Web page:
"The death of Socrates philosophizing tranquilly with his friends, is the mildest one could wish for: that of JESUS, expiring in torments, blasphemed, reviled, and execrated by a whole people, is the most horrible one could dread. Socrates, taking the cup of poison, blessed him who presented it, and who wept: Jesus, in the midst of a frightful punishment, prayed for his blood-thirsty executioners. Yes, if the life and death of Socrates be that of a Sage, the life and death of JESUS is that of A GOD."
The following argument also for the veracity of the Gospels, drawn from the impossibility of inventing such a perfect character, of such complete uniformity and consistency throughout, is borrowed from Rousseau, and improved by Wakefield.
"No forgers of the Gospel narratives in question, (whose motives, in the first instance, of such an imposition, could not easily be ascertained,) could have discovered any inducement, either from an acquaintance with human manners, or the operations of the human mind, to deliver such an extraordinary relation of the conduct of their hero. For my own part, I am able to devise no other tolerable solution of this difficulty, but this obvious supposition; That the Gospel History is in reality an accurate transcript from a TRUE ORIGINAL; that such a personage as Jesus of Nazareth, ACTUALLY APPEARED in the world; a genuine likeness of the picture which is presented of him. That he came with the express intention of publishing such a system of religion, of executing that unprecedented project, of founding a universal empire over the affections and consciences of men, by the gentle constraints of TRUTH, and the soothing captivations of PURITY and LOVE *."
The argument for the veracity of the Gospel, drawn from the number of the Evangelists, enhancing the difficulty of such a joint fabrication, is excellently expressed by Rousseau.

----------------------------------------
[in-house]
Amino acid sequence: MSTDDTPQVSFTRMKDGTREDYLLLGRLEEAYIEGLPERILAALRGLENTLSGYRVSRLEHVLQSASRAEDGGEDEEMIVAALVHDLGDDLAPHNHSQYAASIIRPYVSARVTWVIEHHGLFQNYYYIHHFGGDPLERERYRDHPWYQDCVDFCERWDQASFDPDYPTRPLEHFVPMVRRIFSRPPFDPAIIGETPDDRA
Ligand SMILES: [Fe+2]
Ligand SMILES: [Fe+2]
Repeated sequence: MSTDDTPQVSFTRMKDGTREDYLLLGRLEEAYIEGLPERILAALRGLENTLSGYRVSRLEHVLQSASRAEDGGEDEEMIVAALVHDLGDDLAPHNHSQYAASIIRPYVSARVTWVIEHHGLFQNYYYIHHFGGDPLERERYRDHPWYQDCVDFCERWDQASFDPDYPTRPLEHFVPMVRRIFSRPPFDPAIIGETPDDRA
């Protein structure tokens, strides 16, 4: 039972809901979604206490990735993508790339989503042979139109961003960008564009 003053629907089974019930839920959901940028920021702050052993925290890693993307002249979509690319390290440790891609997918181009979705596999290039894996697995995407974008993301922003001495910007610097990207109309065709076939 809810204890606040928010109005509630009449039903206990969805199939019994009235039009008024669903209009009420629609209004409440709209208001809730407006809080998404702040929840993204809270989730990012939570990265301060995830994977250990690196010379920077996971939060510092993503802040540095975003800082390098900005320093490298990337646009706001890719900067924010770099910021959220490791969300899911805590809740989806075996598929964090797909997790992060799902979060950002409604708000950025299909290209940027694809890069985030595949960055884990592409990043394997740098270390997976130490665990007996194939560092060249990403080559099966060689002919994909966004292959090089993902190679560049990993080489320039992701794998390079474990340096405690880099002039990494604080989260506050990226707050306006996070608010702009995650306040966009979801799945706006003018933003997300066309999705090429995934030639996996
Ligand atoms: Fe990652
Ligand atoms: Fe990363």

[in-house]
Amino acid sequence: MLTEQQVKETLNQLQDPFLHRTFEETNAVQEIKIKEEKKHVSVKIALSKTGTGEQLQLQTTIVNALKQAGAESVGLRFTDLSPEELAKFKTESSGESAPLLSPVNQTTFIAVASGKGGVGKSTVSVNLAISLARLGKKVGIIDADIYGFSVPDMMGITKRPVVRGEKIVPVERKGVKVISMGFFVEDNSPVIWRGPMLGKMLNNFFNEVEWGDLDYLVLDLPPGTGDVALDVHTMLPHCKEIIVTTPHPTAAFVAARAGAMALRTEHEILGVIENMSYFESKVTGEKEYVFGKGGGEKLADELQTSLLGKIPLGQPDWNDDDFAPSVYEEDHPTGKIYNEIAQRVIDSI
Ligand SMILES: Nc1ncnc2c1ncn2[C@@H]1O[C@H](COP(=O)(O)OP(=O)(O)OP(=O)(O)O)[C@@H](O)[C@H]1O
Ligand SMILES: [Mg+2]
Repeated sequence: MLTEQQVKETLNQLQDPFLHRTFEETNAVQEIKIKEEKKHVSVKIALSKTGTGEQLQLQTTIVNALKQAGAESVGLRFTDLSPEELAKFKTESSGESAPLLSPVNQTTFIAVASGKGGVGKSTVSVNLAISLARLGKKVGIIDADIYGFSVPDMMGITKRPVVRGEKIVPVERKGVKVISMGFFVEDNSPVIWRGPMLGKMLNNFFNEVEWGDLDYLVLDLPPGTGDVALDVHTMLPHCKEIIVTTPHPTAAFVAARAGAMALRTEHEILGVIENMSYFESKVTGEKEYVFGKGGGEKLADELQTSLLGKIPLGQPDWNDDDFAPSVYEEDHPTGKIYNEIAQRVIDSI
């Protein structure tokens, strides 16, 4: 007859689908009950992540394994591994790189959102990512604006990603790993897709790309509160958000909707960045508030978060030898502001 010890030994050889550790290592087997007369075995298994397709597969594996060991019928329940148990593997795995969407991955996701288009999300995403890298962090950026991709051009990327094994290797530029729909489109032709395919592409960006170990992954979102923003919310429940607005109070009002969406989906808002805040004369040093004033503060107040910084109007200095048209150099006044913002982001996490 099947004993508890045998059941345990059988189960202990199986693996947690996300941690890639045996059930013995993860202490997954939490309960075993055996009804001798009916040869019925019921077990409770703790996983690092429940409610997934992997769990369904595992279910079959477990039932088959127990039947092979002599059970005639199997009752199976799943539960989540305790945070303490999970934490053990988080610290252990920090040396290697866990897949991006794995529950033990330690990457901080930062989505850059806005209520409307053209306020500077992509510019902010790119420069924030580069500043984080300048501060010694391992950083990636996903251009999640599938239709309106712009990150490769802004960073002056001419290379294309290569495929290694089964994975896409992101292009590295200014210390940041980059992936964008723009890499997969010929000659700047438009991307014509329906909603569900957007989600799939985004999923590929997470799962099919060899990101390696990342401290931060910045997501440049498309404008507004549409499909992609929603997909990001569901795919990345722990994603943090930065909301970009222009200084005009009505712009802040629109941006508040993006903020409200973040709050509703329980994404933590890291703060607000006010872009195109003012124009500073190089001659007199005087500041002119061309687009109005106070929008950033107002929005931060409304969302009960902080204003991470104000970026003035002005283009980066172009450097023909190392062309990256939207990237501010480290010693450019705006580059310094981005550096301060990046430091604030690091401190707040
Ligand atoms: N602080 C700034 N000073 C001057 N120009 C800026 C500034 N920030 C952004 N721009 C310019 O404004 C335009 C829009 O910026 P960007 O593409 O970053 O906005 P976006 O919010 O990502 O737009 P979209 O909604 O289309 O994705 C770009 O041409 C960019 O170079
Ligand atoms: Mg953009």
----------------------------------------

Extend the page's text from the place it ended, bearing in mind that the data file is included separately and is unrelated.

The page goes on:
"It would be more inconceivable, that several men should have agreed to fabricate such a book, than that a single personage should have furnished its subject. Never could Jewish authors have invented, neither this tone of character, nor this morality. And the Gospel has marks of veracity, so great, so striking, and so perfectly inimitable, that the inventor of it would be more astonishing than the hero."
And yet, the very next passage furnishes a deplorable instance of inconsistency, the most surprizing and unexpected in this Sceptic, as he professed himself:- "Granting all this, this same Gospel is full of things incredible, things that are repugnant to Reason, and which it is impossible for any man in his senses to conceive, or to admit †. What is to be done in the
• Wakefield's Evidences of Christianity, second edition, 1793, or British Critic, July, 1794, p. 28.
+ Rousseau principally objects to the Gospel miracles, and especially to the cure of Demoniacs, as impossible and incredible; not considering, in the blindness of his scepticism, that such were necessary for CHRIST and his Apostles, to prove their divine commission, like Moses. The doctrine of Demoniacs, though decried at the present day, is by no means disproved, or exploded. And the case of the man, and afterwards the herd of swine, possessed by a legion, which Rousseau so much ridicules, bears a frightful analogy to himself and the swinish multitude, "whose God is their belly, who glory in their shame, who mind earthly things."